De-duplication is quickly becoming the hot tool for handling one of the data center's toughest challenges: how to cut the amount of storage capacity required to deal with today's fast-growing mountains of data.
And despite being a mature technology, it is playing into the hands of the channel because it still requires a lot of solution provider evangelizing.
De-duplication, or "de-dupe," removes duplicate information as data is backed up or archived. It can be done on the file level, where duplicate files are replaced with a marker pointing to one copy of the file, and/or at the sub-file or byte level, where duplicate blocks of data are removed, resulting in a significant decrease in storage capacity requirements.
This will be the year that de-dupe becomes a reality for much of the storage market, said Scott Robinson, CTO of Datalink, a VAR in Minneapolis. "Last year, we were evangelizing it," he said. "This year, everybody's coming out with it. There will be a lot of confusion with the different algorithms and with compression ratios. And that's a great opportunity for VARs. Customers will need help sorting out the options."
Despite all the hype about de-dupe, customers are not yet proactively asking for it, said Ken Payne, chief technologist at Abba Technologies, an Albuquerque, N.M.-based solution provider. "Usually, I'm the one proposing it," he said. "The typical response is, 'Explain it to me.' Generally, it never gets through the first time. It takes a couple discussions to get them to understand."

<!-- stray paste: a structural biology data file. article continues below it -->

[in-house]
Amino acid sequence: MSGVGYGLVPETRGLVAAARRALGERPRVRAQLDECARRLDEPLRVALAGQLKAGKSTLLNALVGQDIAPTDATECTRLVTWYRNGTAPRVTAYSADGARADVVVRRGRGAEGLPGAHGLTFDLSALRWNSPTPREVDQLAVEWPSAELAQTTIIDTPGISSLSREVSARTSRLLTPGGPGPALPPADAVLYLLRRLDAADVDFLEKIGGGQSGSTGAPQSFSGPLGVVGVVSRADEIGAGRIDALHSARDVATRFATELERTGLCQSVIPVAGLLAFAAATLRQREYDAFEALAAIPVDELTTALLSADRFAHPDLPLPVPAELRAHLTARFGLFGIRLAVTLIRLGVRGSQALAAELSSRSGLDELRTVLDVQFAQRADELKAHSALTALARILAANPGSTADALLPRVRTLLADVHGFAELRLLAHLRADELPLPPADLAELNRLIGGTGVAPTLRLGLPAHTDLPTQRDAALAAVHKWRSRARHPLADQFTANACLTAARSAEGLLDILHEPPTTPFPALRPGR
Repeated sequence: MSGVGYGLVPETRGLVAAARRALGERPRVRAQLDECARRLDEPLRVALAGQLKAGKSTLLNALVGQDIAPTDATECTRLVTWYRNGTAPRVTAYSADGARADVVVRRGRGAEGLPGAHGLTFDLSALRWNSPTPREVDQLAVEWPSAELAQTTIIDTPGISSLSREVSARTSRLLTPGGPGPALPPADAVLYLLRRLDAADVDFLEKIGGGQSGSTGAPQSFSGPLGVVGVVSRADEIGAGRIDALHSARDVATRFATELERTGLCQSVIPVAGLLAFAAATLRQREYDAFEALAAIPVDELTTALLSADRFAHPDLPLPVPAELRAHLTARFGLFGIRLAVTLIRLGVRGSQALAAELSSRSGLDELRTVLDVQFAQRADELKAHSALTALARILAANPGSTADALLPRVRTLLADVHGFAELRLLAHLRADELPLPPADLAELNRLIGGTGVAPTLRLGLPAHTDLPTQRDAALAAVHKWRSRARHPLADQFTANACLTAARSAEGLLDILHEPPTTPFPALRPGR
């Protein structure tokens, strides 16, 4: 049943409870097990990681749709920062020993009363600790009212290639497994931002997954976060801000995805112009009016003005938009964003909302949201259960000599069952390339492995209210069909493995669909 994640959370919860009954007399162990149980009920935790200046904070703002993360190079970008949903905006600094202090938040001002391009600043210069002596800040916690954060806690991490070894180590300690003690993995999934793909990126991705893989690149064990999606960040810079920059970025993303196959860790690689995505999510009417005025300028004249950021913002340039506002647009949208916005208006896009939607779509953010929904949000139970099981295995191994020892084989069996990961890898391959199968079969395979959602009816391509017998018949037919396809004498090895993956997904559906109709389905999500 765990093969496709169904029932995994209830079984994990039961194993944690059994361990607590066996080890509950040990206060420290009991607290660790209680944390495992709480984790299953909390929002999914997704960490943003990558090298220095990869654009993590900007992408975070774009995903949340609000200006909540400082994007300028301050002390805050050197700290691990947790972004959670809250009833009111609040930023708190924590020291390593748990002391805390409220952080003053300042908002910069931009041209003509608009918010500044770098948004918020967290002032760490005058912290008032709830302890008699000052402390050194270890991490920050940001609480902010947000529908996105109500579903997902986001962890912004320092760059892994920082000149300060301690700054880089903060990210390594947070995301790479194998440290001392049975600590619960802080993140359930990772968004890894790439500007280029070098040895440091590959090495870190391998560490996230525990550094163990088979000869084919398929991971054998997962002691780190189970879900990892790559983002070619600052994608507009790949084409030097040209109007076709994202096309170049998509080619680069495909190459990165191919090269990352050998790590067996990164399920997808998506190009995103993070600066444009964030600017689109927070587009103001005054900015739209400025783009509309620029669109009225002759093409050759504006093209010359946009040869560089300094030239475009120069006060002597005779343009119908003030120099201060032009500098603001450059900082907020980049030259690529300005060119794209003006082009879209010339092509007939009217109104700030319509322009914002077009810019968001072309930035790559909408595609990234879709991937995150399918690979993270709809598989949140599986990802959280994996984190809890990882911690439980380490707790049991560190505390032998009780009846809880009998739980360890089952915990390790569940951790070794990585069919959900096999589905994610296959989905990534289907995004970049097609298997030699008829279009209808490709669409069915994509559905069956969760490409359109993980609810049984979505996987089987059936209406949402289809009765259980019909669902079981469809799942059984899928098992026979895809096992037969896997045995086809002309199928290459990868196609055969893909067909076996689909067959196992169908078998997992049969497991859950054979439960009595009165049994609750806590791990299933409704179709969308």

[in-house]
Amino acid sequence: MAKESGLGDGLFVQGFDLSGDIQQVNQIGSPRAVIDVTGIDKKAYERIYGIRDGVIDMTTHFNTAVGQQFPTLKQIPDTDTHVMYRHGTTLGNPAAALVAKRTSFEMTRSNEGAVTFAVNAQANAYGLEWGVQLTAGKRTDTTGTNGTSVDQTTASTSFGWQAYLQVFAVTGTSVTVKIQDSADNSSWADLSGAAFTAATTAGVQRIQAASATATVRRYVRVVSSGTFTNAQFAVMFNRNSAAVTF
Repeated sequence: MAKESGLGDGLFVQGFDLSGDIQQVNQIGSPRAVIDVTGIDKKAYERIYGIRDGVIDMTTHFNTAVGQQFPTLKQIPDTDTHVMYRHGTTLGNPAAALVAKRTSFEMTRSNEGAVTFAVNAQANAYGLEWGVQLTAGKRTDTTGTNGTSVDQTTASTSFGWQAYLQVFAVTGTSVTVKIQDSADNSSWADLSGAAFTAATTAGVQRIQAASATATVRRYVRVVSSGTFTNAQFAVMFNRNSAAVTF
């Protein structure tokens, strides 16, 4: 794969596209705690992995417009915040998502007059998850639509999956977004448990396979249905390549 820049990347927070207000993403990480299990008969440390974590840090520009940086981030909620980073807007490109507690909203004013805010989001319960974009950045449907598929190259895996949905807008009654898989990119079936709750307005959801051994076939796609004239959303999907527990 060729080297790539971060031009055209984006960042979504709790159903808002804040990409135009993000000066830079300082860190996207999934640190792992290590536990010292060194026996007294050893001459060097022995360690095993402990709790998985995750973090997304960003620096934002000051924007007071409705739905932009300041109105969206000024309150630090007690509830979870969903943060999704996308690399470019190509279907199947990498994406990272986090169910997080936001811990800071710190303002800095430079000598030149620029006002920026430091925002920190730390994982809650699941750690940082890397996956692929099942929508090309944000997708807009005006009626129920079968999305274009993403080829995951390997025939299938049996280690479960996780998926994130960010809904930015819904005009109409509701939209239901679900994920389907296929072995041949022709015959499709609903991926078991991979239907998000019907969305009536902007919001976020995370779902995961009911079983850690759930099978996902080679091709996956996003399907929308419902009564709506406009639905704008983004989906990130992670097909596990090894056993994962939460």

But the opportunities for de-dupe are huge. Brian McCarthy, president and owner of Sencilo Solutions, a VAR in Lake Mary, Fla., said his company's total revenue last year was about $5 million, while this year it already has $7 million in potential de-dupe revenue opportunities alone. "We don't talk about 'de-dupe' early in our sales presentation," he said. "We instead talk about high levels of compression. The customer might ask [if] they can get 2:1 or 3:1. We say, 'No, on a bad day, maybe 10:1. Give us a couple hours, and we'll give you 10:1.' "
High-profile acquisitions of de-dupe developers by major storage vendors have helped highlight the technology.
EMC, which last fall acquired Avamar, is enhancing it with support for Oracle 10gR2 on all platforms and DB2 on 64-bit Windows, support for Windows virtual IP clustering for Exchange and SQL using Microsoft Windows Clustering Services, and retention of partial backup and replication jobs to allow them to restart if interrupted, a company spokesperson said.
Quantum, San Jose, Calif., just last month started shipping its first virtual tape libraries with de-dupe capabilities based on technology it received last summer when it acquired ADIC and currently is offering de-dupe spifs of $400 or $800 to solution providers.
Symantec, which in 2005 acquired its PureDisk de-dupe technology, this spring plans to integrate de-dupe with its Veritas Backup reporter and will add new disaster recovery enhancements and the ability to import data from PureDisk into its NetBackup data protection software.
Other major storage vendors have yet to disclose their de-dupe plans. Network Appliance is expected to unveil its strategy in the near future, while IBM is expected by many in the channel to adopt NetApp's technology under the terms of its OEM agreement.